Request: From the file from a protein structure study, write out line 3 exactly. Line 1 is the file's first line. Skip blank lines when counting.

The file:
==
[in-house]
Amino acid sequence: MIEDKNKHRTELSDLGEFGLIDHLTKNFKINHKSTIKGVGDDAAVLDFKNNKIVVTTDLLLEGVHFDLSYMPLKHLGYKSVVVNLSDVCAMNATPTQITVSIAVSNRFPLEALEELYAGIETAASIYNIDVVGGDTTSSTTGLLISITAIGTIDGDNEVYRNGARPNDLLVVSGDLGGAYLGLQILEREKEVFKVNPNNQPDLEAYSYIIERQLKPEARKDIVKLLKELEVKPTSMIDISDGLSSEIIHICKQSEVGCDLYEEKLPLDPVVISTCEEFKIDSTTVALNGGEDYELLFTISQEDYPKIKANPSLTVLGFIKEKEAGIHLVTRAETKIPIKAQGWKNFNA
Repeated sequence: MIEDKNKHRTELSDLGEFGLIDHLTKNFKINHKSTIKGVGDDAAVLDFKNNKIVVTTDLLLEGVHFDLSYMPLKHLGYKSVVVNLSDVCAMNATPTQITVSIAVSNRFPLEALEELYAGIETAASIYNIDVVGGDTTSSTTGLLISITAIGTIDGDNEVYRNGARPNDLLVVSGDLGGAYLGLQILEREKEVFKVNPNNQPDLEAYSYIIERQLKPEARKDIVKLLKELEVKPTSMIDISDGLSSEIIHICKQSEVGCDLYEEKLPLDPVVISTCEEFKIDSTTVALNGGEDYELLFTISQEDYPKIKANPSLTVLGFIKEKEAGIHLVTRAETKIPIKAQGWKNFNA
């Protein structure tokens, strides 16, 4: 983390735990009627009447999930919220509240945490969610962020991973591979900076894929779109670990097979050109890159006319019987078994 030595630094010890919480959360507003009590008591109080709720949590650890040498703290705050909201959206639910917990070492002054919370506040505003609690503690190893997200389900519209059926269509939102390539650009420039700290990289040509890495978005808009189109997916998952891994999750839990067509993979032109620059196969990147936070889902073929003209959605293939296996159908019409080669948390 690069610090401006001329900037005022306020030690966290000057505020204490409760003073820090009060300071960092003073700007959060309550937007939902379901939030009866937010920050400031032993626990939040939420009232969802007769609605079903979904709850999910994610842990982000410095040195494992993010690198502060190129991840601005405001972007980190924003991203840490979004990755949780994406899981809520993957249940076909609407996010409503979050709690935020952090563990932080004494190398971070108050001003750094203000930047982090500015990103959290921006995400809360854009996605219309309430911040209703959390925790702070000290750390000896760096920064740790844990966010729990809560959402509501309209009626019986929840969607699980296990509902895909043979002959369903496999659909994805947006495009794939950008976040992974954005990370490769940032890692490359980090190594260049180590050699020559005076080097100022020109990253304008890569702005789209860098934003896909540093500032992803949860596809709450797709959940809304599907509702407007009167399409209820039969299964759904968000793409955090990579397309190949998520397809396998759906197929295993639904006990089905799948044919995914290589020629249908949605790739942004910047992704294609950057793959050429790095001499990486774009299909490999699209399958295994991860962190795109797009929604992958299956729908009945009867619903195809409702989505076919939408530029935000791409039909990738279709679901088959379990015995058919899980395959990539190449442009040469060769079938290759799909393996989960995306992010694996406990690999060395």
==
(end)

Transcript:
Repeated sequence: MIEDKNKHRTELSDLGEFGLIDHLTKNFKINHKSTIKGVGDDAAVLDFKNNKIVVTTDLLLEGVHFDLSYMPLKHLGYKSVVVNLSDVCAMNATPTQITVSIAVSNRFPLEALEELYAGIETAASIYNIDVVGGDTTSSTTGLLISITAIGTIDGDNEVYRNGARPNDLLVVSGDLGGAYLGLQILEREKEVFKVNPNNQPDLEAYSYIIERQLKPEARKDIVKLLKELEVKPTSMIDISDGLSSEIIHICKQSEVGCDLYEEKLPLDPVVISTCEEFKIDSTTVALNGGEDYELLFTISQEDYPKIKANPSLTVLGFIKEKEAGIHLVTRAETKIPIKAQGWKNFNA